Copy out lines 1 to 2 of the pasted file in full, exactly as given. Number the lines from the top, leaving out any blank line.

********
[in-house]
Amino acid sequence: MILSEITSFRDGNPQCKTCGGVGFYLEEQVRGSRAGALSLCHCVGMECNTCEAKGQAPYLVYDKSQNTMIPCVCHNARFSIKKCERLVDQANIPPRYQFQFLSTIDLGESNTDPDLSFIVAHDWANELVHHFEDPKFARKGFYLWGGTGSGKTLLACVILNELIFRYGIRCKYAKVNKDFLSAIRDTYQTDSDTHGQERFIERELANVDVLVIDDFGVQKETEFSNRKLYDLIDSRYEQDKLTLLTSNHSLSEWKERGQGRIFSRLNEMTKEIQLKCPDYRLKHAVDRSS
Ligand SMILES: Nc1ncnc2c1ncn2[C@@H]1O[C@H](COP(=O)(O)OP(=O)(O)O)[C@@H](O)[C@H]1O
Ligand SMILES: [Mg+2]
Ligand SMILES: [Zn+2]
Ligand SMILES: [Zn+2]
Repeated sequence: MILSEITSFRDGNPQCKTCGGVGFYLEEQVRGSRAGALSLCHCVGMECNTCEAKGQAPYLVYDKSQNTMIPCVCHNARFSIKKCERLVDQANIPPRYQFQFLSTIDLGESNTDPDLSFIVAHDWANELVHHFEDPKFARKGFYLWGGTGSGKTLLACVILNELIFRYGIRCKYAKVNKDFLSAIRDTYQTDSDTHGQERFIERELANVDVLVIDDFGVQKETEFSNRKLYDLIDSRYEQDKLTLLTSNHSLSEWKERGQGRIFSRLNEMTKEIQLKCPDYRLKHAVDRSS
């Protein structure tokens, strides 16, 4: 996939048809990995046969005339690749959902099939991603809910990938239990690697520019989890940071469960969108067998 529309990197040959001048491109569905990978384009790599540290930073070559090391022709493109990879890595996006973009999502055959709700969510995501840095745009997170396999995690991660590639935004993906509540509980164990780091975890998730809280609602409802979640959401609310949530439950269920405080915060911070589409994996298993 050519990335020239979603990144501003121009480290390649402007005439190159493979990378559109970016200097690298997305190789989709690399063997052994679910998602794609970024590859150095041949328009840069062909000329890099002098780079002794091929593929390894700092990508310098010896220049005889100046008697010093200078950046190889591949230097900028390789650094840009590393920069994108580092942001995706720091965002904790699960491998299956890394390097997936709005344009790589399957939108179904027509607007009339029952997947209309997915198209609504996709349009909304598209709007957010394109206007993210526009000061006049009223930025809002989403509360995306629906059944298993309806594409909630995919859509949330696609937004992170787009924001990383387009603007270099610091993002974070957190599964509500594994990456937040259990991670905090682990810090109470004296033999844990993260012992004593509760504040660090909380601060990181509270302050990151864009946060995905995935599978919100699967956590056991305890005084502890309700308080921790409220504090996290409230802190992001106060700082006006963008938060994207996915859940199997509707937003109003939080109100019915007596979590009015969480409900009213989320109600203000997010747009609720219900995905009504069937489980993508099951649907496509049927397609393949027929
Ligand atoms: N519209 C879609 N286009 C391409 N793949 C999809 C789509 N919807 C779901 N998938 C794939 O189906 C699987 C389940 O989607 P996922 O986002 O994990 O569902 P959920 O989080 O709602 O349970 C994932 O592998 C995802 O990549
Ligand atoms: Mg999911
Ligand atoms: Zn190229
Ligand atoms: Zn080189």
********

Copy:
[in-house]
Amino acid sequence: MILSEITSFRDGNPQCKTCGGVGFYLEEQVRGSRAGALSLCHCVGMECNTCEAKGQAPYLVYDKSQNTMIPCVCHNARFSIKKCERLVDQANIPPRYQFQFLSTIDLGESNTDPDLSFIVAHDWANELVHHFEDPKFARKGFYLWGGTGSGKTLLACVILNELIFRYGIRCKYAKVNKDFLSAIRDTYQTDSDTHGQERFIERELANVDVLVIDDFGVQKETEFSNRKLYDLIDSRYEQDKLTLLTSNHSLSEWKERGQGRIFSRLNEMTKEIQLKCPDYRLKHAVDRSS